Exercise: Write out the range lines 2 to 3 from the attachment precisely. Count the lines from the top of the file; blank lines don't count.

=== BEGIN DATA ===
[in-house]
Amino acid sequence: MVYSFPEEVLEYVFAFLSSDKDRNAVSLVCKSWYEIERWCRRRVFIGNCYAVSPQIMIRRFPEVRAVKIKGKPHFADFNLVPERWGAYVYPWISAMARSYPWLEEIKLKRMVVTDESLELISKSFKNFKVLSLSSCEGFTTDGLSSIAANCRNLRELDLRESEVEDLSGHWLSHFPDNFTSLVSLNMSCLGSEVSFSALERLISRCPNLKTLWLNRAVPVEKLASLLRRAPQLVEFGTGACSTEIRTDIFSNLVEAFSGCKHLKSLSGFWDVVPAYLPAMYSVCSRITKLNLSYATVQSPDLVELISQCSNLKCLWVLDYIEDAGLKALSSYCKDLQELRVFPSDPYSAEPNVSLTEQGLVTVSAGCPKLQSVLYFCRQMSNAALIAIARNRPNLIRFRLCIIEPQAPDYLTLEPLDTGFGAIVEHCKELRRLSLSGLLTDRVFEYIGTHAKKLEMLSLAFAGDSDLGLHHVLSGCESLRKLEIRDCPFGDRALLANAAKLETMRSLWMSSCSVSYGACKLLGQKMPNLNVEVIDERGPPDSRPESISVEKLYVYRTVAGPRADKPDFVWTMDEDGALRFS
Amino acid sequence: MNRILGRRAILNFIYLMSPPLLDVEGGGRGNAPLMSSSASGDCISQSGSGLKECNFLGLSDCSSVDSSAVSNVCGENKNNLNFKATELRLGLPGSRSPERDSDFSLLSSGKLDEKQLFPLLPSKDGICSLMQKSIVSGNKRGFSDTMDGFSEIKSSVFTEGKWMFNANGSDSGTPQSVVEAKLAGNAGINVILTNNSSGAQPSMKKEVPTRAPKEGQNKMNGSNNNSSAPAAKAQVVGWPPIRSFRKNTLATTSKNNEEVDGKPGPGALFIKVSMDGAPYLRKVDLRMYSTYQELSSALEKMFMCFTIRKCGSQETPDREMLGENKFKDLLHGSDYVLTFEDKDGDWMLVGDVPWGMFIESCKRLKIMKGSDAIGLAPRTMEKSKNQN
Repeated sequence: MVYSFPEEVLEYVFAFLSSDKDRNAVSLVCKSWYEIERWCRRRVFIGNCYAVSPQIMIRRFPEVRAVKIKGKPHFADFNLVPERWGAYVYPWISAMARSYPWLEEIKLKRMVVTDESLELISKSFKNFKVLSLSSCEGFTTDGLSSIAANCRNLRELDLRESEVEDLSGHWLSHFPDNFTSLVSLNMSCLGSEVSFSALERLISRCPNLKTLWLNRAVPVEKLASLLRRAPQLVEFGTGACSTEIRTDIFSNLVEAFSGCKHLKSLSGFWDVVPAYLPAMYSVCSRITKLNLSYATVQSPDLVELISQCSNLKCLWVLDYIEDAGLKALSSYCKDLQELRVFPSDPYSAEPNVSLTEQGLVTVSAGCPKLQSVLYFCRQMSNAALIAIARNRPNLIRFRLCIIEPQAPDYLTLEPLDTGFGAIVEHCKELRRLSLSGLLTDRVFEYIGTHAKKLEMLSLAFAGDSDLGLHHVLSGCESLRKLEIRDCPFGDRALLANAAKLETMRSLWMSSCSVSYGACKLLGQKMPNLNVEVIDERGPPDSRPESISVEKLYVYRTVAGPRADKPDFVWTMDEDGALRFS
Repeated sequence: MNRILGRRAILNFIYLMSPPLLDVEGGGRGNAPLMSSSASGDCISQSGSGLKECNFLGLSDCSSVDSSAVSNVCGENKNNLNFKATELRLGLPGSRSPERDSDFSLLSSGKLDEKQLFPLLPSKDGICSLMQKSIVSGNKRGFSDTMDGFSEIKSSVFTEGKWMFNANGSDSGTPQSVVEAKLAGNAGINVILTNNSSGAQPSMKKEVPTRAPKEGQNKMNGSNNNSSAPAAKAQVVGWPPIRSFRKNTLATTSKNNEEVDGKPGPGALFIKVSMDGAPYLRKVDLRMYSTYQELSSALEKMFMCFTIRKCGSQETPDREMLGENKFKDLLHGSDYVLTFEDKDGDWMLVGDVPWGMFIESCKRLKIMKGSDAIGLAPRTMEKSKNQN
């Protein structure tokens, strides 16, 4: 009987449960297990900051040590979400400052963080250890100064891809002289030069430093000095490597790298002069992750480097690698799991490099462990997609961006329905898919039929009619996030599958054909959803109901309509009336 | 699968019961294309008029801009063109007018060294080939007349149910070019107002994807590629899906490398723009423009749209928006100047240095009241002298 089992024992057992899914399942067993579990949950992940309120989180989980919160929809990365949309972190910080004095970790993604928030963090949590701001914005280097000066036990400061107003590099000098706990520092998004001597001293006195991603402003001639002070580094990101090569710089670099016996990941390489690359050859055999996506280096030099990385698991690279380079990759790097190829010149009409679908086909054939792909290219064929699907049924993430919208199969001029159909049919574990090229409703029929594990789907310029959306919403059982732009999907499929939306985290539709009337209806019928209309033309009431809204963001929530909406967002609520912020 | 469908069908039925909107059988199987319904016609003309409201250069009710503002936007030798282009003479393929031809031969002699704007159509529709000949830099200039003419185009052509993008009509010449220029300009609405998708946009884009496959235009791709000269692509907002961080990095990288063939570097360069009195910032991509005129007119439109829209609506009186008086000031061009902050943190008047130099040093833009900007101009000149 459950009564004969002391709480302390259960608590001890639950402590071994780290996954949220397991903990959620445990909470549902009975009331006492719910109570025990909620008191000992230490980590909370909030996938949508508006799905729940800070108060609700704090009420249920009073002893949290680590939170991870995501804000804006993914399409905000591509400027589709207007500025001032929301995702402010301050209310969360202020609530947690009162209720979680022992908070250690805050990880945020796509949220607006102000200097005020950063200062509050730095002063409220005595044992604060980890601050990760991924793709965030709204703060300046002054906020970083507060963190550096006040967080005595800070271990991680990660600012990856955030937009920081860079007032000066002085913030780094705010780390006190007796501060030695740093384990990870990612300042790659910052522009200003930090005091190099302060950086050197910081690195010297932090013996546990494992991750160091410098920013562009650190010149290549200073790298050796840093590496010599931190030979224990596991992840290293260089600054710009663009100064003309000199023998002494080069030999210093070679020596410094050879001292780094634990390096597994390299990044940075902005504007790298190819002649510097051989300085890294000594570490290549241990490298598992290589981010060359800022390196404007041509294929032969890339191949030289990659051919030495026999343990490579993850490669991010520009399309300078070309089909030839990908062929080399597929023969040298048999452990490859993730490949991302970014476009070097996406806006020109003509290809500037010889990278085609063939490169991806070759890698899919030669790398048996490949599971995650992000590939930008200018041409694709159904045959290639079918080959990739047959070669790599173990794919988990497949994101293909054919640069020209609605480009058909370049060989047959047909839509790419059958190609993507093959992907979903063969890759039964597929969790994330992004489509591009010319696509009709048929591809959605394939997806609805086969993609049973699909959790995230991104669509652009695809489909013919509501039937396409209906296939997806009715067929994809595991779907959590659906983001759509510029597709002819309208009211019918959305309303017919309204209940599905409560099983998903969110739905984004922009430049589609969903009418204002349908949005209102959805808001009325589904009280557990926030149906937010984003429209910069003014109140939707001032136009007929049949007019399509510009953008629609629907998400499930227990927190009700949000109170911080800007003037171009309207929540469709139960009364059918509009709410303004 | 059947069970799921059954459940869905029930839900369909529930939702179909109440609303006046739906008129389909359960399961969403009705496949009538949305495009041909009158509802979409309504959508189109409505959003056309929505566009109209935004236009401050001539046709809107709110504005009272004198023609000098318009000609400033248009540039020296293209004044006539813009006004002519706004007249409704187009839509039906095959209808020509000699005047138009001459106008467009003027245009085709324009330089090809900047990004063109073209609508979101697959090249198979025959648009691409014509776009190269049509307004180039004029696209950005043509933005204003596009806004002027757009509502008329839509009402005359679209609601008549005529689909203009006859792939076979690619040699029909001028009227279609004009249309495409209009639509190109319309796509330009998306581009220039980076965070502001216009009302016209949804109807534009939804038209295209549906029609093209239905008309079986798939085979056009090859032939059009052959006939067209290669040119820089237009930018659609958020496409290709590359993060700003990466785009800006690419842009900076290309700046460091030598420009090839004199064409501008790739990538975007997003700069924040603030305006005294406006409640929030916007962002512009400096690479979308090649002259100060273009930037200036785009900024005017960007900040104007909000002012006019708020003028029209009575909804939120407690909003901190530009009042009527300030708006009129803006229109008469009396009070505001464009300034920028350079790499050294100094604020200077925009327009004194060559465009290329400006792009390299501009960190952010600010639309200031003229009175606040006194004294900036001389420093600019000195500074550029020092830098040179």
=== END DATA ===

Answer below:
Amino acid sequence: MVYSFPEEVLEYVFAFLSSDKDRNAVSLVCKSWYEIERWCRRRVFIGNCYAVSPQIMIRRFPEVRAVKIKGKPHFADFNLVPERWGAYVYPWISAMARSYPWLEEIKLKRMVVTDESLELISKSFKNFKVLSLSSCEGFTTDGLSSIAANCRNLRELDLRESEVEDLSGHWLSHFPDNFTSLVSLNMSCLGSEVSFSALERLISRCPNLKTLWLNRAVPVEKLASLLRRAPQLVEFGTGACSTEIRTDIFSNLVEAFSGCKHLKSLSGFWDVVPAYLPAMYSVCSRITKLNLSYATVQSPDLVELISQCSNLKCLWVLDYIEDAGLKALSSYCKDLQELRVFPSDPYSAEPNVSLTEQGLVTVSAGCPKLQSVLYFCRQMSNAALIAIARNRPNLIRFRLCIIEPQAPDYLTLEPLDTGFGAIVEHCKELRRLSLSGLLTDRVFEYIGTHAKKLEMLSLAFAGDSDLGLHHVLSGCESLRKLEIRDCPFGDRALLANAAKLETMRSLWMSSCSVSYGACKLLGQKMPNLNVEVIDERGPPDSRPESISVEKLYVYRTVAGPRADKPDFVWTMDEDGALRFS
Amino acid sequence: MNRILGRRAILNFIYLMSPPLLDVEGGGRGNAPLMSSSASGDCISQSGSGLKECNFLGLSDCSSVDSSAVSNVCGENKNNLNFKATELRLGLPGSRSPERDSDFSLLSSGKLDEKQLFPLLPSKDGICSLMQKSIVSGNKRGFSDTMDGFSEIKSSVFTEGKWMFNANGSDSGTPQSVVEAKLAGNAGINVILTNNSSGAQPSMKKEVPTRAPKEGQNKMNGSNNNSSAPAAKAQVVGWPPIRSFRKNTLATTSKNNEEVDGKPGPGALFIKVSMDGAPYLRKVDLRMYSTYQELSSALEKMFMCFTIRKCGSQETPDREMLGENKFKDLLHGSDYVLTFEDKDGDWMLVGDVPWGMFIESCKRLKIMKGSDAIGLAPRTMEKSKNQN